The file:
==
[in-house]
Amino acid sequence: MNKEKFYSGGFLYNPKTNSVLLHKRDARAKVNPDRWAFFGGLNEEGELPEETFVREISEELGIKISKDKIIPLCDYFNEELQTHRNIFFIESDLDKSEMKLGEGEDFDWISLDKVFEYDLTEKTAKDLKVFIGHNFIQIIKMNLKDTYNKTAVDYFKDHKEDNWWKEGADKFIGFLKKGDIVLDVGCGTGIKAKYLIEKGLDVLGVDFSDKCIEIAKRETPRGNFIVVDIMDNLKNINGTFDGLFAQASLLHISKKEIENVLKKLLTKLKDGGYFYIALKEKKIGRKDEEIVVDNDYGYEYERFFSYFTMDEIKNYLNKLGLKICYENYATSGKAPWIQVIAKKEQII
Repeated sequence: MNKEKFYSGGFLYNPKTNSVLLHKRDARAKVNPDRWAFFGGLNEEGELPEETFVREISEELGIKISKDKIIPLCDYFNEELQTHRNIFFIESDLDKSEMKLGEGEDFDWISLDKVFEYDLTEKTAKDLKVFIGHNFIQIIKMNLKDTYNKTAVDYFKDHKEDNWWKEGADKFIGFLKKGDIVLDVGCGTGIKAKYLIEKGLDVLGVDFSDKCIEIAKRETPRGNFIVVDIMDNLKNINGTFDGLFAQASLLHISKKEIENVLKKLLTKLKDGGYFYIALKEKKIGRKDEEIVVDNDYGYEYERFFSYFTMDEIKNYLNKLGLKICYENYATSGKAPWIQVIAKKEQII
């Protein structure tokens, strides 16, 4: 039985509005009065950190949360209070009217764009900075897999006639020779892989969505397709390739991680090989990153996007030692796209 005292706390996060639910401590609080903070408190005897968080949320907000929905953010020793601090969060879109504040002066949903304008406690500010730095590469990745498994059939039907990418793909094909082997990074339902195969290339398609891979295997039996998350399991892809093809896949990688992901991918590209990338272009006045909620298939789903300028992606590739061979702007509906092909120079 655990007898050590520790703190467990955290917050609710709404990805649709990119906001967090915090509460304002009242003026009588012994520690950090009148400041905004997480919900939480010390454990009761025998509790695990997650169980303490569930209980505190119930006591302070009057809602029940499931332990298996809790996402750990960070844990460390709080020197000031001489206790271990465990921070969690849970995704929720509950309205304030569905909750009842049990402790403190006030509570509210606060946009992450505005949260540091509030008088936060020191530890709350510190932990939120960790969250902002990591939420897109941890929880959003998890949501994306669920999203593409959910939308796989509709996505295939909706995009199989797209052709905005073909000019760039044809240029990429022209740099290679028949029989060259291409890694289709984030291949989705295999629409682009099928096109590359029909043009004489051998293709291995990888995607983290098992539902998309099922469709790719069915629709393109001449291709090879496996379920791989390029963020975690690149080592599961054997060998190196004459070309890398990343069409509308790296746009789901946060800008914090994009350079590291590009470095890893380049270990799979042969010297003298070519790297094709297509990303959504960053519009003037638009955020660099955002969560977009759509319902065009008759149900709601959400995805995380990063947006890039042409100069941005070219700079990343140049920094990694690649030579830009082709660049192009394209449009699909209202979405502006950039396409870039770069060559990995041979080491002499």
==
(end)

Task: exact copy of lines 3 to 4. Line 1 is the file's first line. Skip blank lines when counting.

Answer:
Repeated sequence: MNKEKFYSGGFLYNPKTNSVLLHKRDARAKVNPDRWAFFGGLNEEGELPEETFVREISEELGIKISKDKIIPLCDYFNEELQTHRNIFFIESDLDKSEMKLGEGEDFDWISLDKVFEYDLTEKTAKDLKVFIGHNFIQIIKMNLKDTYNKTAVDYFKDHKEDNWWKEGADKFIGFLKKGDIVLDVGCGTGIKAKYLIEKGLDVLGVDFSDKCIEIAKRETPRGNFIVVDIMDNLKNINGTFDGLFAQASLLHISKKEIENVLKKLLTKLKDGGYFYIALKEKKIGRKDEEIVVDNDYGYEYERFFSYFTMDEIKNYLNKLGLKICYENYATSGKAPWIQVIAKKEQII
């Protein structure tokens, strides 16, 4: 039985509005009065950190949360209070009217764009900075897999006639020779892989969505397709390739991680090989990153996007030692796209 005292706390996060639910401590609080903070408190005897968080949320907000929905953010020793601090969060879109504040002066949903304008406690500010730095590469990745498994059939039907990418793909094909082997990074339902195969290339398609891979295997039996998350399991892809093809896949990688992901991918590209990338272009006045909620298939789903300028992606590739061979702007509906092909120079 655990007898050590520790703190467990955290917050609710709404990805649709990119906001967090915090509460304002009242003026009588012994520690950090009148400041905004997480919900939480010390454990009761025998509790695990997650169980303490569930209980505190119930006591302070009057809602029940499931332990298996809790996402750990960070844990460390709080020197000031001489206790271990465990921070969690849970995704929720509950309205304030569905909750009842049990402790403190006030509570509210606060946009992450505005949260540091509030008088936060020191530890709350510190932990939120960790969250902002990591939420897109941890929880959003998890949501994306669920999203593409959910939308796989509709996505295939909706995009199989797209052709905005073909000019760039044809240029990429022209740099290679028949029989060259291409890694289709984030291949989705295999629409682009099928096109590359029909043009004489051998293709291995990888995607983290098992539902998309099922469709790719069915629709393109001449291709090879496996379920791989390029963020975690690149080592599961054997060998190196004459070309890398990343069409509308790296746009789901946060800008914090994009350079590291590009470095890893380049270990799979042969010297003298070519790297094709297509990303959504960053519009003037638009955020660099955002969560977009759509319902065009008759149900709601959400995805995380990063947006890039042409100069941005070219700079990343140049920094990694690649030579830009082709660049192009394209449009699909209202979405502006950039396409870039770069060559990995041979080491002499």